The front is blue and red chrysanthemums with white tips. The chrysanthemum symbolizes autumn & the gathering of the harvest. In this case, it is a metaphor for achieving the goal of enlightenment & its accompanying peace. The blue represents compassion. Red is the transmutation of passion into compassion. The white tips denote purity. The red white and blue also denote the mantra Om Ah Hum, which is also the body, speech and mind of Buddha as in acquiring this. The sets of flowers on either side of the main set represent the 4 petaled flower, while the main set represents the Dharma Wheel. The 4-petaled flower is symbolic of the 4 Noble truths, the middle way and the first teaching of Buddha. 1. Life is suffering. 2. Ignorance is the cause of suffering. 3. The cessation of suffering is the goal of life because it transcends pains and pleasure. 4. The way to the cessation of suffering is the Noble Eightfold Path, which aligns with the eight spokes of the Dharma Wheel.
The sides each have a Dharma Wheel with the yin-yang symbol in the center. In three parts, the wheel exists as a hub, the center of the world. The 8 spokes denote the 8 paths to enlightenment. These 8 steps work together, not separately. 1. right understanding . 2. right attitude 3. right speech 4. right action 5. right work 6. right effort 7. right mindfulness 8. right meditation The rim represents the attribute of limitation. All are contained within a circle, which is perceived to be perfect and complete, like the teachings of the Buddha. The Yin and Yang is polarity and resolution, Yin is female, the passive, the receptive, the dark and the soft. Yang is the masculine, the active, the light and the stern. The joining of the two created from the one is the source of creative energy in the Universe. The dot in each symbolizes that each element at its highest point carries within itself the seed of its polar opposite, that it can change and cross over to the other.
The top continues the central theme of compassion & wisdom with the unusual & innovative design using durva grass and an Ashoka blossom in a stupa-style rendition. The Ashoka blossom has a sum pad bubbling up with Kusha grass shooting from the top . Durva grass is a symbol of long life. Because grass is highly resilient, it is believed to be immortal. Therefore, it proclaims the end of samsara, the successive death and rebirth of all beings It usually takes a long time to overcome samsara, and a longer lifespan will allow greater progress in moving towards enlightenment within a given cycle. The Ashoka, the second of the trinity of holy flowers, sprouts from the holy water-font of the Amitayus, one of the forms in which the Buddha Amitabha appeared (symbolizing the transformation from greed to discriminating wisdom). The sprout materialized from a tear that Buddha Amitabha shed when hearing of the deeds of the great warrior Ashoka that overcame all of his enemies to win freedom for his oppressed people. True spiritual freedom comes from overcoming the sins and lusts that enslave the soul.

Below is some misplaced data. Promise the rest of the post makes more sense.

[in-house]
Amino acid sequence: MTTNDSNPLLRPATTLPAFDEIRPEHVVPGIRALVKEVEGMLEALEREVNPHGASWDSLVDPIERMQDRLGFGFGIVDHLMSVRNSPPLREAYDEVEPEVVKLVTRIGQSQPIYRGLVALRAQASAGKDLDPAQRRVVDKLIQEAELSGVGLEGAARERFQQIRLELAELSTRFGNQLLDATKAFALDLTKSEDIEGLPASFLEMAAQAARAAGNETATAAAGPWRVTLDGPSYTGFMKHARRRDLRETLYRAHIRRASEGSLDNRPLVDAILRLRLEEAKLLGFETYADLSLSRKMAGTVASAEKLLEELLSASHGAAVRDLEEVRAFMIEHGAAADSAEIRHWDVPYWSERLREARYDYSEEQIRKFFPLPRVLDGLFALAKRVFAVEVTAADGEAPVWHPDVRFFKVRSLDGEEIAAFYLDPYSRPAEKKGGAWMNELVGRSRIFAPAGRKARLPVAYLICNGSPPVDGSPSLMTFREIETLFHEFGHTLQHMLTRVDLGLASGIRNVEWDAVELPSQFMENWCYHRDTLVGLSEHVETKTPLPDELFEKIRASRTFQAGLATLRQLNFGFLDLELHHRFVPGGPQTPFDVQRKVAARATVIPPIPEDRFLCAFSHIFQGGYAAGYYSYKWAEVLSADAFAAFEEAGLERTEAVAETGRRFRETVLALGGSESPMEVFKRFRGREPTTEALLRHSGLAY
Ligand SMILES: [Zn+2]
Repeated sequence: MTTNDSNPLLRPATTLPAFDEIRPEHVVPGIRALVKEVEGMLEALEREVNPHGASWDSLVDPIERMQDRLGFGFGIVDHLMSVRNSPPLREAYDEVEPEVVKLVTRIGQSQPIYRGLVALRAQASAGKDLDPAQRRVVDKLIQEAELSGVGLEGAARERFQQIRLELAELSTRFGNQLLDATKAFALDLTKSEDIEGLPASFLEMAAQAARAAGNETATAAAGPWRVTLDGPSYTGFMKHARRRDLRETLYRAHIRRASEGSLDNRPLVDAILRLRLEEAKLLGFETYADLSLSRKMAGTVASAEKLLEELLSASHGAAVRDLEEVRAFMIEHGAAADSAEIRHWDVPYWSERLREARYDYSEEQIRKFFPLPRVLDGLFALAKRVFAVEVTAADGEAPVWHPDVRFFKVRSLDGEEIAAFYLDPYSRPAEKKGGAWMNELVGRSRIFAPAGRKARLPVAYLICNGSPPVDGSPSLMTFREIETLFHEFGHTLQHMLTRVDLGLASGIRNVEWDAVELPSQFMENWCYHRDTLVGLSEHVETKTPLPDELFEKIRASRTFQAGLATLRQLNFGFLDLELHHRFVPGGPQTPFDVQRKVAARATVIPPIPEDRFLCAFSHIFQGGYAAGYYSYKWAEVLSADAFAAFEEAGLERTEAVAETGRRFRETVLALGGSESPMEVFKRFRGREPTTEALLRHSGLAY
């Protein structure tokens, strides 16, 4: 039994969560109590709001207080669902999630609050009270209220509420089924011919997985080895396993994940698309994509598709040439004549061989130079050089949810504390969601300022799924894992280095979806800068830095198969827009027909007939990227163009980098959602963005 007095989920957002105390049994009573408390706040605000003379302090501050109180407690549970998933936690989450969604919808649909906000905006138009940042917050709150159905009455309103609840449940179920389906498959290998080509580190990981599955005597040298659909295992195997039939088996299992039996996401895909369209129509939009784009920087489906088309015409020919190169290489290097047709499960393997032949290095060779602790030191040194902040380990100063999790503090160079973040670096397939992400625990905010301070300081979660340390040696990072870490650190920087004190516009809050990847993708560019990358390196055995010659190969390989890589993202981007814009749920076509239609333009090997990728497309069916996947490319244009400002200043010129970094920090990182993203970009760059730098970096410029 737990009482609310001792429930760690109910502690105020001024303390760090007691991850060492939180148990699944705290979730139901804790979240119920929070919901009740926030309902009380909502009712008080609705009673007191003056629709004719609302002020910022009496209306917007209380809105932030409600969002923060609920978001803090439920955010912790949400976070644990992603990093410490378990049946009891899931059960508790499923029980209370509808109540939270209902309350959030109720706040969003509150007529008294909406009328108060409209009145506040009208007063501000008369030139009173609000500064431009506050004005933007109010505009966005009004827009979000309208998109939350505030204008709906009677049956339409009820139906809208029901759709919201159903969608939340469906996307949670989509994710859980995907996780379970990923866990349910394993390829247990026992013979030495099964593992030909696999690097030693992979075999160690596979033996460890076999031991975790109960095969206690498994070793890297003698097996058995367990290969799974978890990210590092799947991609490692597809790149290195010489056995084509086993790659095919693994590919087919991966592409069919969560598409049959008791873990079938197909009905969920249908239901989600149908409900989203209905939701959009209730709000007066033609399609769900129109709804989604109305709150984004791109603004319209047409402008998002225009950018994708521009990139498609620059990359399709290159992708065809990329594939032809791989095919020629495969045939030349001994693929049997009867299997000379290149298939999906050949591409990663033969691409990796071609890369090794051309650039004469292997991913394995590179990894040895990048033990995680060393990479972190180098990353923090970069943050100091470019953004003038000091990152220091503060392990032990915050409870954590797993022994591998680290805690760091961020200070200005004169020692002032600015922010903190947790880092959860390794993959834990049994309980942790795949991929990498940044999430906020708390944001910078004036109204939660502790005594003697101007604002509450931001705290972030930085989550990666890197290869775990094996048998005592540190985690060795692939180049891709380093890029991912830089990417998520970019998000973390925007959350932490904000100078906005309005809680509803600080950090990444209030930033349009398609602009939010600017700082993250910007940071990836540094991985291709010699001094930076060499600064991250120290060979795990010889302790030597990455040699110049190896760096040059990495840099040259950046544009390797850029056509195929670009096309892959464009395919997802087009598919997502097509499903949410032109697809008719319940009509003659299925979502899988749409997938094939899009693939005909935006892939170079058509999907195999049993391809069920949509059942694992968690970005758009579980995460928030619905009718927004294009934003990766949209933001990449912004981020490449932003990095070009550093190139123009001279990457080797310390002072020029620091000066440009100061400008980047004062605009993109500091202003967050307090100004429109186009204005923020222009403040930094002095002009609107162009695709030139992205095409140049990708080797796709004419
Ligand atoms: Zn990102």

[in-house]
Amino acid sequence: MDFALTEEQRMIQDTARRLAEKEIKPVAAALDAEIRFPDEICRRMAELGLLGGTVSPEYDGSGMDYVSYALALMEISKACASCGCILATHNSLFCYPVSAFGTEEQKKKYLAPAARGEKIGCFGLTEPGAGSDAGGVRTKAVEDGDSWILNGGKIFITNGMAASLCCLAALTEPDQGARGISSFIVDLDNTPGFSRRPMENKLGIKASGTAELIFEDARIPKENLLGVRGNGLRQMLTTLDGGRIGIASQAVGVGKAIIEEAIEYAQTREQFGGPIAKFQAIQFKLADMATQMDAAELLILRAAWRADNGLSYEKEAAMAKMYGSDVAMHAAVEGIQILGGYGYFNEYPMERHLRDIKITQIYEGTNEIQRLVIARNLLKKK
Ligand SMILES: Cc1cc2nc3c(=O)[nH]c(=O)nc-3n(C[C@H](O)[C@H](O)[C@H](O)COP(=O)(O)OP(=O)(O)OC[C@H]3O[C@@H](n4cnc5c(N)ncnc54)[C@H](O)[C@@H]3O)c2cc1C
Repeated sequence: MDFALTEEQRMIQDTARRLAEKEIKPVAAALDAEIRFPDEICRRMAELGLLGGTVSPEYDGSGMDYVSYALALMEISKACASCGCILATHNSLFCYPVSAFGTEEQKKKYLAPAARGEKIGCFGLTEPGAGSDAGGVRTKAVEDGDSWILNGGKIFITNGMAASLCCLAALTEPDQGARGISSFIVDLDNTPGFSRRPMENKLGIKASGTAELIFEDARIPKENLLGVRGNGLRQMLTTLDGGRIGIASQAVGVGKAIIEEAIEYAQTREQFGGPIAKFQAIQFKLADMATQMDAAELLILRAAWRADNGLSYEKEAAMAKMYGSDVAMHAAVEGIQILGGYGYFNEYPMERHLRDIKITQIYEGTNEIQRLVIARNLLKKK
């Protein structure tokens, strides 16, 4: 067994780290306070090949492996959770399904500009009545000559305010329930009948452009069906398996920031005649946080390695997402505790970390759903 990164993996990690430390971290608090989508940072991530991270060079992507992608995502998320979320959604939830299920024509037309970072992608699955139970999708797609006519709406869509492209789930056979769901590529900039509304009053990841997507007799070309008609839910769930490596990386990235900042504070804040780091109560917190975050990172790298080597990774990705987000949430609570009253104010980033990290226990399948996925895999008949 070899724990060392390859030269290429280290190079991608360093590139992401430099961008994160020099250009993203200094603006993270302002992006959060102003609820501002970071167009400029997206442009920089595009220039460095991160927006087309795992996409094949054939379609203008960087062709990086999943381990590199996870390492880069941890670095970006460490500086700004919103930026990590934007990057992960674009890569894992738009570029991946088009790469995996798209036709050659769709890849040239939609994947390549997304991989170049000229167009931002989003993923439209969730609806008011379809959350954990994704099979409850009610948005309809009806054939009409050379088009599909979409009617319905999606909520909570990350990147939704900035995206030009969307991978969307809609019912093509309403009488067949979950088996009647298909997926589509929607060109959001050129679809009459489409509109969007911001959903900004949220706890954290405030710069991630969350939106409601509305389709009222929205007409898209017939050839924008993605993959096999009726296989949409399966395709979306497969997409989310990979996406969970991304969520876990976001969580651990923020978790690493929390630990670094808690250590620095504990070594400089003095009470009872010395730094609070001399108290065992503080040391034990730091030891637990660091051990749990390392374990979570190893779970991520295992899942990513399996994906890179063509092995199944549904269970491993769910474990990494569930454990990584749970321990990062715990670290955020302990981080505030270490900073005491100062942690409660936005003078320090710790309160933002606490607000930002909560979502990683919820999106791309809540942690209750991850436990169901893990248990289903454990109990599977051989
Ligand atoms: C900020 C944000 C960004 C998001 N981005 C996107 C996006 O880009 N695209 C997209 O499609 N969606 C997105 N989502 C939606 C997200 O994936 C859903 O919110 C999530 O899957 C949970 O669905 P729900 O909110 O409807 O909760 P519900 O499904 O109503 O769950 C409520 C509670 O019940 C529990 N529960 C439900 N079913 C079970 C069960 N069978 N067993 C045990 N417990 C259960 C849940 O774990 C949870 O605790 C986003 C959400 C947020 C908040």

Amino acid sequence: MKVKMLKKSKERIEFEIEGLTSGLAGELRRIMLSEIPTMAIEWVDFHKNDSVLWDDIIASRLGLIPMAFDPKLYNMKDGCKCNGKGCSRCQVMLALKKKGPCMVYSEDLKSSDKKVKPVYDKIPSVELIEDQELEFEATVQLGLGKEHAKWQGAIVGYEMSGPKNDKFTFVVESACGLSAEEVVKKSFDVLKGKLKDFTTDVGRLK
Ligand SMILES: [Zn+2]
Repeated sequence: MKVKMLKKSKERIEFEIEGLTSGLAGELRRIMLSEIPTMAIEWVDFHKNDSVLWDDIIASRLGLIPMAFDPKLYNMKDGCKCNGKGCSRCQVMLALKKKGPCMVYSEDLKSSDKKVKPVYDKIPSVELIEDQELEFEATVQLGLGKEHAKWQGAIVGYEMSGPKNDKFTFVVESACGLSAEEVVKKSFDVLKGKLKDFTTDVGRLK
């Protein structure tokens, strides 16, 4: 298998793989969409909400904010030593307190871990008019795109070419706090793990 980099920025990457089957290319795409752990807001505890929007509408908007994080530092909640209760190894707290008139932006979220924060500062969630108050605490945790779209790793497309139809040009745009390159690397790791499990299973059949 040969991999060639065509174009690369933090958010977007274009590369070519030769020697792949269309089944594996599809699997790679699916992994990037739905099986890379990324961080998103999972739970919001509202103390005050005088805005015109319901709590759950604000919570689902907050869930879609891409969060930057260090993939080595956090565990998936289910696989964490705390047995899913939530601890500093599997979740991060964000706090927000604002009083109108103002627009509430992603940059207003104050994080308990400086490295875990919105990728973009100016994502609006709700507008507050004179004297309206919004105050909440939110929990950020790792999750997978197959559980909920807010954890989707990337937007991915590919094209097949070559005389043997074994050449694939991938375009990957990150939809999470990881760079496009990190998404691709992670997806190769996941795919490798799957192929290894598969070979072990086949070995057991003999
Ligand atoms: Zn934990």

The lid's front edge has a Tibetanized rendition of Sanskrit. It begins with the Tibetan symbol of greatest respectful greeting & continues in Romanized Tibetan with the mantra, OM MANI PADME HUM ~ OM MA MA HUM. The first 6 syllables are the famous mantra of Avalokiteshvara, which is sometimes explained as ”The jewel in the heart of the Lotus.” The first OM refers to Buddha’s body, speech & mind, as in possessing this oneself; the MA of MANI is a jewel or treasure, (wisdom/thinking). The NI of the MANI is the altruistic mind. PADMI is the lotus flower, the nature of reality of Buddha’s wisdom. HUM is the determination and resolution to acquire and retain these qualities. The second part of the script, after a spacer, OM MA is a commitment to follow the Dharma and the MA HUM is the resolve to follow the commitment.